You want to increase sales of the healthier options in your grab and go lunch bar, but what’s the best way to do it? Tip 1 of 3 was to place healthier items in the prime location within your grab and go displays.
Tip 2 of 3: Use taste suggestibility
Although healthy food is becoming more popular, studies have shown that labelling foods as healthy doesn’t mean you will sell more of them. Turnwald and colleagues conducted a study and found that restaurants often label healthier foods with far less appealing descriptions than less healthy options. In 2016, Suher and colleagues found that if customers are told a dish is healthy they feel less full after eating it, so using a health description to promote a dish could well put people off.
As mentioned in our first tip, Thorndike’s study found that placing healthier items in prime locations within your food display and using traffic light labelling helps increase sales, but this can be strengthened by using fantastic food descriptions that tempt your customers. The customers at your grab and go lunch counter will be influenced by what catches their attention and tempts them first, so a great food description will be powerful in making your healthier options stand out.
Consider how you name and describe feel good healthy foods to make them tempting to customers, and use descriptions to set these items apart. Don’t just list the ingredients. Use suggestive text that can stimulate your customer’s interest and appetite, invoke thoughts of the flavours and textures they will experience when they eat it, and how delicious it will look. Scientists call this ‘taste suggestibility’. Turnwald and colleagues conducted another study in 2017 which showed how effective this is. Descriptions can include describing the spices, fresh herbs and other tasty ingredients; the myriad of colours and textures; and the tempting cooking techniques you use such as slow roasting, chargrilling or simmering. Take a look at our Healthy Profits book for examples of how you can use taste suggestibility in your food descriptions.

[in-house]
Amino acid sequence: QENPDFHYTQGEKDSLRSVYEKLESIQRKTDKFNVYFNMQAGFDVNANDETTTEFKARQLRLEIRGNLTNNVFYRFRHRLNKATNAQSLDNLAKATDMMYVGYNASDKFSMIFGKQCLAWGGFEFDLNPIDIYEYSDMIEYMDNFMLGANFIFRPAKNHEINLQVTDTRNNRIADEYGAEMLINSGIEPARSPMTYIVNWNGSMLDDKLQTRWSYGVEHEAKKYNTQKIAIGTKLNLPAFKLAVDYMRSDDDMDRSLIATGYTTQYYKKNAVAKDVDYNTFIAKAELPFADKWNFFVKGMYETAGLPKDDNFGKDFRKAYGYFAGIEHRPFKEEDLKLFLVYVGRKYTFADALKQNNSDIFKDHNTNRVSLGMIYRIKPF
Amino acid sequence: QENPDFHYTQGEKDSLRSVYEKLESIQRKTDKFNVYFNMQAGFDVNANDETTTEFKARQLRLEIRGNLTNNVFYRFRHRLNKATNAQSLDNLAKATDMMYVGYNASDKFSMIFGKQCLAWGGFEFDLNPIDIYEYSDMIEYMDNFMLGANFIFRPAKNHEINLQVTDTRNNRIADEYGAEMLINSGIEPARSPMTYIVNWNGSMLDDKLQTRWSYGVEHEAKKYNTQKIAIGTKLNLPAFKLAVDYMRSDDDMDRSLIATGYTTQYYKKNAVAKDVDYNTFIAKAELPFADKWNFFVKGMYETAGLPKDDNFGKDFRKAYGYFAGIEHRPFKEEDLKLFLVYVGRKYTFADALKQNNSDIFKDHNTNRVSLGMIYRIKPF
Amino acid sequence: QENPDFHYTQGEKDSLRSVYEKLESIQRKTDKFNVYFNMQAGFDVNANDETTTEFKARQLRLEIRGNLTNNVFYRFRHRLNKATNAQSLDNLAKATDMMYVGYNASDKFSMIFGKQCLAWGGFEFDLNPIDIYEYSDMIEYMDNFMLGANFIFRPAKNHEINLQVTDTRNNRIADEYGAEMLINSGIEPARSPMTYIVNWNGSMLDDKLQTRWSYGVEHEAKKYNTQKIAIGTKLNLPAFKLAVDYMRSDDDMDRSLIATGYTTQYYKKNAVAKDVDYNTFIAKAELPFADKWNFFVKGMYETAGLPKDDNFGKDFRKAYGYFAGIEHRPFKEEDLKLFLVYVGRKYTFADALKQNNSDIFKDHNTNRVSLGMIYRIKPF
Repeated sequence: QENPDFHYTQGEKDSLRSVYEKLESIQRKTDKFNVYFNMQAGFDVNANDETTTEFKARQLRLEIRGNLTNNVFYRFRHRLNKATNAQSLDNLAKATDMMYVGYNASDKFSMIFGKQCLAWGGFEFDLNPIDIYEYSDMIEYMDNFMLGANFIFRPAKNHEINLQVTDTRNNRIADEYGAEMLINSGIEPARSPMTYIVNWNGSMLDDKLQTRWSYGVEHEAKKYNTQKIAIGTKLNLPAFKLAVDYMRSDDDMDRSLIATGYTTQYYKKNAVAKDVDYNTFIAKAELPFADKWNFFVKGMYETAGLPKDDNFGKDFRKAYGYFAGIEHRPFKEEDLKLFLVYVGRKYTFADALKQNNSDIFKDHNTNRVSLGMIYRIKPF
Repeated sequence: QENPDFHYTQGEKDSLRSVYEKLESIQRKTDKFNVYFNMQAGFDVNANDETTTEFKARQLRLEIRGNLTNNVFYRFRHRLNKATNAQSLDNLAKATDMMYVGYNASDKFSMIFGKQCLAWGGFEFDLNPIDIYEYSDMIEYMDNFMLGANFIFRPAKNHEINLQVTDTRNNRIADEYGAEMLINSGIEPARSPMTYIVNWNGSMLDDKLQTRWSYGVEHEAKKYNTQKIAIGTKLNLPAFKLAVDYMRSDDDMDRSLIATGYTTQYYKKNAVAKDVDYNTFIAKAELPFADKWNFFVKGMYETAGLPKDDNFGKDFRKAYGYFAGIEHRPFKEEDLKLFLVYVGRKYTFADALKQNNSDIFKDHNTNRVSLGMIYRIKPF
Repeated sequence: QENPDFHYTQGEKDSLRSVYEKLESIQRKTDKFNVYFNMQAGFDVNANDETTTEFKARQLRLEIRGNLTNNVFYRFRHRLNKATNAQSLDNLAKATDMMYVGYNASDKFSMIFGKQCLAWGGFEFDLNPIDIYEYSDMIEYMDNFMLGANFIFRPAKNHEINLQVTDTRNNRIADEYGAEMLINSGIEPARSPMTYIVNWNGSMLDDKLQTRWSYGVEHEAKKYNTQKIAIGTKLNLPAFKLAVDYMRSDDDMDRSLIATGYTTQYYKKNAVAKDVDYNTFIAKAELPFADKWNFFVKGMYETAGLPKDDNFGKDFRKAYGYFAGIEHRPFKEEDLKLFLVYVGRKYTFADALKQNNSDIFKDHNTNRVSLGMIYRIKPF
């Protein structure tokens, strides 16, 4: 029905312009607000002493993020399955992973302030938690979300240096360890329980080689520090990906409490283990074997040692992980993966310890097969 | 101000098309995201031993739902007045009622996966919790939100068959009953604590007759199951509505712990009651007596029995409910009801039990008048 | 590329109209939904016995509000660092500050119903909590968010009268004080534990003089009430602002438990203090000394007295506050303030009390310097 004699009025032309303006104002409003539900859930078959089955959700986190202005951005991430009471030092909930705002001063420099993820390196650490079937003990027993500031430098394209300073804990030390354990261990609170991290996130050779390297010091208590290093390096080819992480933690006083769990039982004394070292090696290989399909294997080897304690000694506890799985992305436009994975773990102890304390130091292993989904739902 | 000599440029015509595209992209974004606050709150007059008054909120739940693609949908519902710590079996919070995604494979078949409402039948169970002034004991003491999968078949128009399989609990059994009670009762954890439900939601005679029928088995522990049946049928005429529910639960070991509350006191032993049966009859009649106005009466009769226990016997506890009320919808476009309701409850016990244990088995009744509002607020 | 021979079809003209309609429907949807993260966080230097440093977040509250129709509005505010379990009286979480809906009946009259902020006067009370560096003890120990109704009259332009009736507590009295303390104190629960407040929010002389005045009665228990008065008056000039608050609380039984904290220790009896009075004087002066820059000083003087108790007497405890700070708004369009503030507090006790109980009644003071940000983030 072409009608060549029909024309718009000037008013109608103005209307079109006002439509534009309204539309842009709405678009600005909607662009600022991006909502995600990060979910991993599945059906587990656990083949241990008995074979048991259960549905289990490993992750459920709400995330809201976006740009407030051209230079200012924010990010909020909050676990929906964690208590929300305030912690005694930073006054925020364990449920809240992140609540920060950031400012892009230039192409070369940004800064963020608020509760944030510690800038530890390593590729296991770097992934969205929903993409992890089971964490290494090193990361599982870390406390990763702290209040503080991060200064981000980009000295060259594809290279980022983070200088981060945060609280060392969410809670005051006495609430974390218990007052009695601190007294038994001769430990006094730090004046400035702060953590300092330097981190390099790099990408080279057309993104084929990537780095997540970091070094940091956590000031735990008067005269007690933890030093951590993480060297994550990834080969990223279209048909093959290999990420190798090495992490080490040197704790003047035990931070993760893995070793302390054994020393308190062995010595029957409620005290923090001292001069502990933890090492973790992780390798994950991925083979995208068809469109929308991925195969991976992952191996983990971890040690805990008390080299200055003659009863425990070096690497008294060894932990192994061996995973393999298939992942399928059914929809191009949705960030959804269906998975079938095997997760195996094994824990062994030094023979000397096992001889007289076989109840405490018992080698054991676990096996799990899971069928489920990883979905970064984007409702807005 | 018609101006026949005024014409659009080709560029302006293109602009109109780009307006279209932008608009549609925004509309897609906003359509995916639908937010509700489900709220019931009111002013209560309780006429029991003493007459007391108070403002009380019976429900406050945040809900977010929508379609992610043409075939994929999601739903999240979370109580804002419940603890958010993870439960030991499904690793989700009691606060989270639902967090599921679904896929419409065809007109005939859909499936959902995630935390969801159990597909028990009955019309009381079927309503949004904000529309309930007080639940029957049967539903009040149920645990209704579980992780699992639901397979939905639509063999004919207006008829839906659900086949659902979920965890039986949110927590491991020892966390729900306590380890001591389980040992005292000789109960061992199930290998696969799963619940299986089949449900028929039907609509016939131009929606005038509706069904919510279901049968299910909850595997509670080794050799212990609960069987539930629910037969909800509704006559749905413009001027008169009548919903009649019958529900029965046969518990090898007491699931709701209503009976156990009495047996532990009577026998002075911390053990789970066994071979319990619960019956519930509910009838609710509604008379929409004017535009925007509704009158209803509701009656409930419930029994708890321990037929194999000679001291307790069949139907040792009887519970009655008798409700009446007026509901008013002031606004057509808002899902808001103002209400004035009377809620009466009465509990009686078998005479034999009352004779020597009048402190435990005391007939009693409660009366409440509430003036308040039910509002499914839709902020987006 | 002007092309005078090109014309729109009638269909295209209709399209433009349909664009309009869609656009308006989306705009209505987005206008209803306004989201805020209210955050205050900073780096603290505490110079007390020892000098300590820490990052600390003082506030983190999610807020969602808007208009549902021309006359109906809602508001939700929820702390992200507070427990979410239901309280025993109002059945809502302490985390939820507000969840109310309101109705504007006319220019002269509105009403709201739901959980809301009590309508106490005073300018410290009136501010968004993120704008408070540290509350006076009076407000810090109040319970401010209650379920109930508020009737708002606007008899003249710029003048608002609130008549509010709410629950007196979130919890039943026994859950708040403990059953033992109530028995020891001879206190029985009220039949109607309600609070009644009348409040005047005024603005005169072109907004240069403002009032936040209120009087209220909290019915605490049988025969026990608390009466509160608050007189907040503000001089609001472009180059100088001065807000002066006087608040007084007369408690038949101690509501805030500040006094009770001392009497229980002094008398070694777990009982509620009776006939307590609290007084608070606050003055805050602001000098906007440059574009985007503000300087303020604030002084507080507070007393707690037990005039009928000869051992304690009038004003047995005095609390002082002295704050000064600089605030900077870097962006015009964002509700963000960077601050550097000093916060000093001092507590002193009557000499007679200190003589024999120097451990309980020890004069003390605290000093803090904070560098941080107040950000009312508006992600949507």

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Suher, J., Raghunathan, R. and Hoyer, W.D. (2016). Eating healthy or feeling empty? How the “healthy = less filling” intuition influences satiety. Journal of the Association for Consumer Research, 1, pp. 26-40.
Thorndike, A.N., Riss, J., Sonnenberg, L.M., and Levy, D.E. (2014). Traffic-Light Labels and Choice Architecture: Promoting Healthy Food Choices. American Journal of Preventive Medicine, 46(2), pp. 143-149.
Turnwald, B. P., Boles, D. Z. and Crum, A. J. (2017). Association between indulgent descriptions and vegetable consumption: Twisted carrots and dynamite beets. Journal of the American Medical Association: Internal Medicine, 77(8), pp. 1216-1218.
Turnwald, B.P., Jurafsky, D., Conner, A. and Crum, A.J. (2017). Reading between the menu lines: Are restaurants’ descriptions of “healthy” foods unappealing? Health Psychology, 36(11), pp. 1034-1037.